Get on the bus to bipolar summer camp, but be careful which one you choose.
Being diagnosed with bipolar disorder is jarring. Because public perception places the burden of mental illness on behavior and not biology, so do you. Right now you are more worried about individuality and less about health. Your natural tendency for self-preservation is screaming, “But, this is just who I am!” What now?
Let’s Go to Camp!
Imagine you can get away to post-diagnosis summer camp.* There are four buses waiting — each one takes you to a different compass point around Lake Bipolar: Camp Denial, Camp Defiant, Camp Despair, and Camp Driven. Which one do you choose?
Camp Denial (East)
Denial [dih-nahy-uhl], noun, disbelief in the existence or reality of a thing
Wow! This is one crowded bus. This is because pretending you don’t have a problem is the easy way out. It’s easy because you are already so good at it. Odds are you didn’t land on the doorstop of your diagnostician at the first warning sign. Despite how crowded the seats are, it’s comfortable and familiar. You have been hovering on the outskirts of Camp Denial for a long time. Now you can come right in and you will have a lot of help getting here.
“Keep calm and carry on.”
“Tomorrow is a new day.”
“It’s okay; we can pray it away.”
“Are you sure you have a problem?”
Sound familiar? Camp Denial might be comfortable, but it isn’t healthy for you or those around you. Campers here don’t take medications or visit the camp counselors. They treat camp like just another summer vacation. It is very much a land of make-believe, but no one here is living a fantasy life.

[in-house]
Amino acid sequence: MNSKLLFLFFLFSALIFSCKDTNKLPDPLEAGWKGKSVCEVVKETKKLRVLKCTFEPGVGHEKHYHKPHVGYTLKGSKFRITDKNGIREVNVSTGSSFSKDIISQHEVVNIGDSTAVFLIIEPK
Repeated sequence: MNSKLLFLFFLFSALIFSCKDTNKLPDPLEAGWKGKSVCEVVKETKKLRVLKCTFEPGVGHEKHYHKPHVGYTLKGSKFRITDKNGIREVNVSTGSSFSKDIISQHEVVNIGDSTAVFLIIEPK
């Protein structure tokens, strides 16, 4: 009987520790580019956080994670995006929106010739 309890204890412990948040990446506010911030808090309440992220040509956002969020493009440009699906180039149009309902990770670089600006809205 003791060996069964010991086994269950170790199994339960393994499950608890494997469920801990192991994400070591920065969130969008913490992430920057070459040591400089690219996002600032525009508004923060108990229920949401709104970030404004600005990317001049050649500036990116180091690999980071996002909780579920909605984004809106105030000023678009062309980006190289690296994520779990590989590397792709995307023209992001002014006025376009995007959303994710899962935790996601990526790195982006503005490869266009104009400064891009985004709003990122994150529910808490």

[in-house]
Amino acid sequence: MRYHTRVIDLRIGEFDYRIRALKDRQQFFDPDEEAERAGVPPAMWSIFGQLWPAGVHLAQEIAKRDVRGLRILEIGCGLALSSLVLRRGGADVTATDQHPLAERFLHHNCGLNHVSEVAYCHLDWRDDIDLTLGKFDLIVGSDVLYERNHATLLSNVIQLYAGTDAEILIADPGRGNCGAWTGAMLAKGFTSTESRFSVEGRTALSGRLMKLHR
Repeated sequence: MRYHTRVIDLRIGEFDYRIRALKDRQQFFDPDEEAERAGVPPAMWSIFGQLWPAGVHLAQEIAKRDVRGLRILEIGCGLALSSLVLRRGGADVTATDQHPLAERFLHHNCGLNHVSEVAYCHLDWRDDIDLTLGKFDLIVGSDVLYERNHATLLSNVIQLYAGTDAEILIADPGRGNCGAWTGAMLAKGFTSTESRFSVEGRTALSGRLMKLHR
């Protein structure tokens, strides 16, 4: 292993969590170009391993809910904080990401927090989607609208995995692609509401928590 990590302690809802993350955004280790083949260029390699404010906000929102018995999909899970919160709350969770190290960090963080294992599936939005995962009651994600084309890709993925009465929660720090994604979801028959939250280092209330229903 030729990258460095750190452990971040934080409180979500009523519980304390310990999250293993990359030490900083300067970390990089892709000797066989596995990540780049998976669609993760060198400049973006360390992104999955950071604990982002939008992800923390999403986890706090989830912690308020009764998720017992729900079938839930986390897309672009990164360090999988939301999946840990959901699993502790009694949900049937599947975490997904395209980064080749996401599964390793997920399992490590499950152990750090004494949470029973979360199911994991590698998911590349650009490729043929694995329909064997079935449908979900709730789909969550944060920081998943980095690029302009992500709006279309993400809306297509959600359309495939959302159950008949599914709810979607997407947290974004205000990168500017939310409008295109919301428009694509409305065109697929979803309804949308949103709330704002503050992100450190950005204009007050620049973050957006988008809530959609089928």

There are two one-way paths leading out of camp — one going north and one going south. Denial campers can switch camps, but they can never return once they accept Lake Bipolar as reality. The north path is narrow and appears challenging. The path to the south is wide and clear; it’s easy.
Camp Defiant (South)
Defiant [dih-fahy-uhnt], adjective, boldly resistant or challenging
“I know me better than anyone else!”
“What doesn’t kill me makes me stronger.”
“I’m not like those people.”
“Look at how much fun I’m having!”
The campers at Camp Defiant are a motley crew. Think twice before joining them. Make no mistake, the choice is yours. Choosing to attend Camp Defiant means you know your diagnosis is very much real and accurate. You know it is affecting you and everyone around you in a negative way and you make a conscious decision to ignore it. People drown here all the time. This is the path to addiction — drug addiction, sex addiction, alcohol addiction. It leads to unemployment, family court, and, in extreme cases, prison or death.
We hear about Camp Defiant often. Mainstream media loves reporting the salacious and tragic things that happen here — to excess. These campers are vocal and belligerent. They are tipping the balance of mental health conversation and influencing what people believe. Unfortunately, they seem to be having so much more fun than the rest of us and campers from Denial and Despair are drawn here in droves.
Camp Despair (West)
Despair [dih-spair], noun, loss of hope; hopelessness
While there were only a handful of people on your bus, the first thing you notice about Camp Despair is how many people are here. Most campers do not get on this bus immediately following diagnosis; they transfer from one of the other camps for a variety of reasons.